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That's pretty funny, and yet a little sad! However, this vehicle should qualify for the $7,500 federal tax credit, and (probably) a state tax credit as well, so I fully expect the RAV4 PRIME to be AT LEAST $7,500 more than the XSE or the Limited. Some sources on the web were speculating 2-3K more, but I do think that's very optimisitc. Also, I have signed up to be notified for updates on this vehicle (of course). I wish Toyota handled their waiting lists more like Tesla - if they had an immediate 30K signed up on the waiting list, that's a pretty good indication of what the future demand will be. I don't mind paying full sticker, but I'm not going to pay $5K more
Sincerely,
Scott
The Prius Prime starts at only about $3k more than the Prius standard hybrid. I expect the RAV4 Prime SE trim to start therefore at around $33k-$35k max. In Norway, the pricing is out, and the cheapest RAV4 PHEV starts at 6% more than the cheapest RAV4 Hybrid trim. In the USA, this would mean closer to $30k for the SE trim RAV4 Prime, but trims aren't the same from country to country. I think that dealerships will sell the RAV4 Prime for MSRP with little or no discounts, but in my state, the RAV4 Prime will be eligible for $9000 in federal tax credits plus state rebates, so if the SE trim comes out to $35k, say, we'd be paying only about $26k for it after credits/rebates.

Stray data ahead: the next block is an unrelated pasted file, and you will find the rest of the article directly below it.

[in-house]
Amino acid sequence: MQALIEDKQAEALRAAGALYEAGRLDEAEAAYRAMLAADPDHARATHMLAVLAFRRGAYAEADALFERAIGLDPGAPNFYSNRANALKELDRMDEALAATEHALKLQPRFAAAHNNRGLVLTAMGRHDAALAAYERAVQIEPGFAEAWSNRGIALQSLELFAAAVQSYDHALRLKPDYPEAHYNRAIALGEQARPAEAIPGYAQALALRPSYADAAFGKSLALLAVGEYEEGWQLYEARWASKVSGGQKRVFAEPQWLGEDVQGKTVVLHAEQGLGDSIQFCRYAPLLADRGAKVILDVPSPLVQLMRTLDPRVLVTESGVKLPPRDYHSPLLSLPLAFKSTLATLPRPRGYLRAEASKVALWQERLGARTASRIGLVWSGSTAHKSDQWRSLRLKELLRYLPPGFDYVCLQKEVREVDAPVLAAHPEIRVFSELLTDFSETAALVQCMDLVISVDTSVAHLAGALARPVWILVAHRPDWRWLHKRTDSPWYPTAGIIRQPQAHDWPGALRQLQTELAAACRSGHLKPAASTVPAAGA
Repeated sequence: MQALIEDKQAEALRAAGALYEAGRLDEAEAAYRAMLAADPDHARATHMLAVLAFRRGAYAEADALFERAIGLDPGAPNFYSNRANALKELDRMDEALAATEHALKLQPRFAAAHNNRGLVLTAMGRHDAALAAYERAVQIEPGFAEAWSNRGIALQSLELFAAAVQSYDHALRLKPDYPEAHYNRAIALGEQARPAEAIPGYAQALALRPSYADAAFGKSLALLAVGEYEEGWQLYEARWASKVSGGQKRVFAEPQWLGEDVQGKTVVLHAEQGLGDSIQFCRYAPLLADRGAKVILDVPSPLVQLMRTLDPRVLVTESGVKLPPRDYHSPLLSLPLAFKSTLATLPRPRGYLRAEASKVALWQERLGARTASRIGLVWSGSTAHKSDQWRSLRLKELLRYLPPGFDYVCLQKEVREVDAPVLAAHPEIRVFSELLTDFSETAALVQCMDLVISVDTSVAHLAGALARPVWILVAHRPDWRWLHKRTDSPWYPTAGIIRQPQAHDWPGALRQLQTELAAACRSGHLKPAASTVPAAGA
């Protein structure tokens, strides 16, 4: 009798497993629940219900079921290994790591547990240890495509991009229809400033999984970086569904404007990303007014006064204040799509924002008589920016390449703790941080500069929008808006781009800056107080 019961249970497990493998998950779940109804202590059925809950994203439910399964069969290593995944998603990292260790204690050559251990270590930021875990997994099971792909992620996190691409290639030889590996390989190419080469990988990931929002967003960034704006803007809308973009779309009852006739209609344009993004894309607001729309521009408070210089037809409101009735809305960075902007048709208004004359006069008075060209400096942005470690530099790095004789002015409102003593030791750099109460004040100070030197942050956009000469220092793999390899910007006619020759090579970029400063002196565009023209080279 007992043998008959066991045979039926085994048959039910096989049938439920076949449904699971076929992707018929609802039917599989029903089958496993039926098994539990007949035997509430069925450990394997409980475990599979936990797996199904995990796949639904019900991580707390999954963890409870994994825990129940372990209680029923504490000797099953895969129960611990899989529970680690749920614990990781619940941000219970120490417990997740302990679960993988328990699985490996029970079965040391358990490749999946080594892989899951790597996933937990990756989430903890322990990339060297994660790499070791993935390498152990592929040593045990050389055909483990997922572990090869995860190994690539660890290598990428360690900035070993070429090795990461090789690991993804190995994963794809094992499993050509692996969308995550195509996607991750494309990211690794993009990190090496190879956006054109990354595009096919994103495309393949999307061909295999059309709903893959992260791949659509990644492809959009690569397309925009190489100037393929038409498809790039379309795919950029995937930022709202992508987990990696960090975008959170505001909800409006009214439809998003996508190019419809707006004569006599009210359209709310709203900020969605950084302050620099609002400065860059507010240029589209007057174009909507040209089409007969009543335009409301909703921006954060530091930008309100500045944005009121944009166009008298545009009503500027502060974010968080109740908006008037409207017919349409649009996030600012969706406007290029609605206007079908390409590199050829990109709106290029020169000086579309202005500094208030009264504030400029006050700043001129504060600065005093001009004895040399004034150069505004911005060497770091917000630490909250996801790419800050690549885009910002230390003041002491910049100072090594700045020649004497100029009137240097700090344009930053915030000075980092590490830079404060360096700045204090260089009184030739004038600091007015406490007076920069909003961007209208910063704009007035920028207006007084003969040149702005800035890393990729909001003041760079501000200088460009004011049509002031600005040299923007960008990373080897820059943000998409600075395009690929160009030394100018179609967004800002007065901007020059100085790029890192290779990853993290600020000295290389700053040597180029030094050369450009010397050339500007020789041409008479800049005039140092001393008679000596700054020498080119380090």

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Just so you know. The federal tax incentive is only available to the original first owner. If the RAV4 prime is 16kwh then the rebate will be just above $7000,
 

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BamaGuy is correct, it won't qualify for the full 7,500$
Call your dealer and fill out an order form, sales begin june 20
 

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How do you know sales begin June 20th?
Wow you are as desperate for info as I am! I've noticed your posts at Torque News, RAV4World and here. I was told a couple of months ago that it would be the end of this year or later for deliveries but things have changed. Normally the order info is released two or three of months ahead of the first deliveries. I now believe the June date for pricing and orders may be true. Please note that nothing official has been released by Toyota. Good luck to the both of us.
 

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I’m curious as to whether everyone who buys one plans on plugging it in. The battery can be charged with the ICE but it’s not known how long it takes to fully charge the 18kwh battery. Plugging it in to regular household current takes 12-14h to charge up.
 

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I’m curious as to whether everyone who buys one plans on plugging it in. The battery can be charged with the ICE but it’s not known how long it takes to fully charge the 18kwh battery. Plugging it in to regular household current takes 12-14h to charge up.
My commute (when we actually return to the office) is about 22 miles round-trip, so I think I could keep it in EV mode, plug it in when I get home to a standard outlet, and start each morning with a full charge. And if I forget, or it's not convenient to do so, not a big deal since I can switch it (or put it in "auto") to HV mode.